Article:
of school s is a s follows :
�r
TENTATIVE LIST OF SCHOOLS WITH A COMPLETE SUMMER PROGRAM
AREA ·I
El ementary
Hi gh School
English Avenue , 1.' 2.' 3.
Cra ddoc k , 1.
Bethune , 1.' 2. ' 3.
War e , 1.' 2.' 3_.
Couch, 1.' 3.
Fowl er, 1.
Haygood, 1.
Hardnett , 1.' 2 .
Harri s, 3.
M, A. Jones, 1. ,. 2. , 3 .
Ragsda l e
Herndon , 1.
E. R. Carter
Brown , 1.' 2.
Wash ingt on , 1.
O' Keefe
Centra l (Off ice )
AREA II
Harp er, 1.
Parks . J r, Hi gh, 1.
Gilb er t , 3.
Bente en
Bla ir Villa ge , 2. , 3.
Price, 1.' 2.
Fulton
AREA I II
Scott , 1., 3.
Bolton
Mt . Vernon
Finch , 1.
Archer, 1.
Gra dy , 2.
Hill, 1., 2 . , 3.
Forres t, 1.
Bu t l er, 1.
John Hope , 1.
I nman Park, 1.
AREA IV
May s on, 1.
Towns
Fain
Williams, 1., 2., 3.
Carey, 1.
West Haven
White
Clement, 1.
Wes t Fulton, 1.
Turner, 1. , . 2 .
Har per
�·'
AREA V
Reyno1ds, 1.
Lin
Pryor, 1.
Cooper, 1.
Capitol Avenue, 1., 2., 3.
Slaton, 1., 3.
Cook, 1., 3.
E. P. Johnson, 1.
Daniel Stanton, 1.
Hubert, 1.
Coan, 1.
Wesley, 1., 2., 3.
Toomer
Bass
Roosevelt, 1., 2.
Murphy, 1.
ELIMINATED DUE TO CONSTRUCTION IMPROVKMENTS
Chattahoochee
Highland
Bryant
Howard - Hope
CODE
1.
2.
3.
Title I
Academic Program
Head Start
PARKS
1.
2.
3.
4.
5.
6.
7.
8.
9.
10,
11.
12.
13.
14.
15.
16.
17.
18.
19.
20.
21 .
\
22,
Chattahoochee (undeve lop ed)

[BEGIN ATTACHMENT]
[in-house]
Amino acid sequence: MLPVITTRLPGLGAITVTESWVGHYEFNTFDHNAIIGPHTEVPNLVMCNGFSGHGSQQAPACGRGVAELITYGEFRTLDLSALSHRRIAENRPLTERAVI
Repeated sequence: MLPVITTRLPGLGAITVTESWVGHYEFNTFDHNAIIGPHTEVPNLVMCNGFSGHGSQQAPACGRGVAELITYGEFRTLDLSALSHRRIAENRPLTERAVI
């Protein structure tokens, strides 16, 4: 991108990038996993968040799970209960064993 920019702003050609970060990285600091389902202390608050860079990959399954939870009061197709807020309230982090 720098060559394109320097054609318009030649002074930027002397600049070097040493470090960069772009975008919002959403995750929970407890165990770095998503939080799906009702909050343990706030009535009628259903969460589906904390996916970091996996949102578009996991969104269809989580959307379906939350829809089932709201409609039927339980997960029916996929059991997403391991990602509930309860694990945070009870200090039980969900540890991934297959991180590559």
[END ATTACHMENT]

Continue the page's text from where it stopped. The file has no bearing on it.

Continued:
Gun Club
English Parks - supplemen t
Adamsville (us e Fa in playground) - supplemen t
Center Hill
Grove ·- supplement
Anderson Park - supp lement
Mozle y - supplement
Maddox Park
Wa shington Park
Univers ity Park
Couch Park
Home Park - supp l ement
Techwood (Housing Project)
Piedmont Park
Bedford-Pine (Hill School )
But l er Park
Bass - supplement
Savannah Stree t
Oakland City Park
Adair Park - supp l ement
Pittman - supplement
�·I
PARKS (Cont'd)
23. · Joyland - ext ended
24. Carver - extended
25. Rawson-Wa shington - supplement
26. Thomasville - supplement
27r Walker Park
28. Wesley Park
29. Branham Park - supplement
30. 71 Little Street
31. 253 Dodd Avenue
32. 666 Parkway Drive
33. Haynes Street
34. Vine City
35. Knight Park
36. . Harper Park
(4 Senior High Rise)
BLOCK PARKS
1.
2.
3.
4.
5.
6.
7.
8.
9.
10.
11.
12.
13.
14.
15.
16.
17 .
18.
19 .
20 .
21.
22 .
23 .
24 .
25 .
26 .
27.
28 .
29.
30 .
Auburn Avenue - Boulevard, N. E.
Forrest & Fort Ave nue , N. E.
Angier-Parkway, N. E.
Merritts & Be dford St., N. E.
Blvd. Pl. & Glen Iris Dr., N. E.
Sampson - East Avenue , N. E.
Wylie & Tye St., S. E.
Vernon Street, N. E.
Hanover & Renfroe St., S, E.
Conley St., S. E.
Atlanta Stadium
Windsor St., S. W.
Ira St., S. W.
Eu geni a -Rawson St., S. W.
McDani e l St. & Georgia Avenue
Ashby Circle
Harris Home s
Rhod e s St. - Sunset Blvd.
373 Thurmond St., S. W.
Va ni er & Capita l
Hubbard & University
Park Avenue & Lansing
Haygood & Cr ew
Ladd St . , S. W.
Wils on Dr., N. W.
Verbena St . , N. W.
Hab sha l & Berr y Blvd . , N. w.
Perry Bl vd. & Live ly, N. W.
Arlington Circ l e, N. w.
Daniel Street, N. E.
�XII.
XIII.
Constant monitoring and evaluation by Citizens' Advisory Committee
as well as staff of School Board and Parks Department.
This project compliments and extends normal agency program and fills
gaps and deficiencies existing in disadvantaged areas. In addition
to service to the .poor, the program will clearly illustrate to the
city and its citizens what can be done with sufficient financing.
It can not be stated ~t this time what part of this program will be
continued once federal funding is completed. However, on two previous
occasions, the _·_city has continued parts of O,E. 0, financed funding.